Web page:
MS: I think that unless one has visually seen drilling rigs and seen the hundreds of trucks that are going by a site daily, it just doesn’t register with people. We have so much going on in our lives that until an area that you’re familiar with being developed — well pad, drill rigs, trucks, etc. — you probably don’t give much thought to oil and gas development and potential impacts. Because development can be pretty localized, I don’t think people recognize that there’s a lot of development taking place and that it could affect their daily lives.

PHLR: The datasets on recently expanded from 13 states to 17 states; will they continue to expand in the near future? Did the dataset change in any other way?

MS: The datasets have been expanded to cover 17 states now, and we added regulations from the Bureau of Land Management, the US Forest Service, EPA (Environmental Protection Agency), and the Bureau of Indian Affairs. There’s a lot of overlap among those federal entities, so we felt it was important that they were included. We also updated the air quality dataset to make it more user-friendly.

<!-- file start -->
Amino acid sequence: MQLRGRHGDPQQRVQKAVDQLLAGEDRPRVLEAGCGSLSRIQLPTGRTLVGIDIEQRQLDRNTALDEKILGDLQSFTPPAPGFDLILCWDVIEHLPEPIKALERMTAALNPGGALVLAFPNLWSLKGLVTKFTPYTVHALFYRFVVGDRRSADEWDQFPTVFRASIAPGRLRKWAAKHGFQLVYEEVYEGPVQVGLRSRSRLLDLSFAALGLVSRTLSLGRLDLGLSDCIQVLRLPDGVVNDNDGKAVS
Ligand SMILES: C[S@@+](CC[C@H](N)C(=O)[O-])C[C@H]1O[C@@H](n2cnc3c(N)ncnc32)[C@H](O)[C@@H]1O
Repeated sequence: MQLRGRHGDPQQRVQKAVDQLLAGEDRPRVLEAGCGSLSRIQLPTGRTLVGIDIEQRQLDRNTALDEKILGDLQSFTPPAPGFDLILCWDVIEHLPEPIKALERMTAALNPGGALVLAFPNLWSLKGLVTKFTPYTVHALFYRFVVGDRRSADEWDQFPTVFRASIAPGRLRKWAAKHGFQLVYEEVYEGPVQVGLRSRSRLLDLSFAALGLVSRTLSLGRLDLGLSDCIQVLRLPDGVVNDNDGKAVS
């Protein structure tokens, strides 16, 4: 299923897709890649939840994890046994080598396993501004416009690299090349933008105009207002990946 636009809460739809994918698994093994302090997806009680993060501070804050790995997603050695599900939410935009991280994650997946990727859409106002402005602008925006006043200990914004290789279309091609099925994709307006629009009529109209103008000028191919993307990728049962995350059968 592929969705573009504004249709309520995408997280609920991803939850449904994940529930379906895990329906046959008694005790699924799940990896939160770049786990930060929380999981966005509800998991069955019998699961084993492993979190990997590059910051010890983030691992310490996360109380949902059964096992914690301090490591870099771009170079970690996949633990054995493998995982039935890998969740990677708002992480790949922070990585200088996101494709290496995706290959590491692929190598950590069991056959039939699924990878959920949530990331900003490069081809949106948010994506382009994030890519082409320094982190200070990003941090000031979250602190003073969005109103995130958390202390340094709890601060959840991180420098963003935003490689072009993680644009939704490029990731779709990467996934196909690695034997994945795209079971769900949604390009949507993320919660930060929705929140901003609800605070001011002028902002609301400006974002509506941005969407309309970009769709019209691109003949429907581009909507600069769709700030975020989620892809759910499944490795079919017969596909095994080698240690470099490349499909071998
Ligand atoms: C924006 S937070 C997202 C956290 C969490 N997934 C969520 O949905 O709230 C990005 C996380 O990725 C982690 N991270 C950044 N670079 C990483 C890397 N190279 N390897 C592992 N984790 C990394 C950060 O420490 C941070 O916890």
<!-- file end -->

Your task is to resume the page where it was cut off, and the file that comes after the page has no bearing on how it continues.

The 17 states we cover at the moment are the ones that have significant shale oil and shale gas development taking place. There’s always the potential to add more states, because shale oil and gas development is not limited to those 17 states. Perhaps an interesting way to expand it would be to add other topics apart from air quality, water quality, and water quantity. We could potentially add a topic that would ripple through all the existing states as well as the federal regulations.

PHLR: What are some areas to watch for, or what do you foresee happening in the future regarding oil and gas development laws?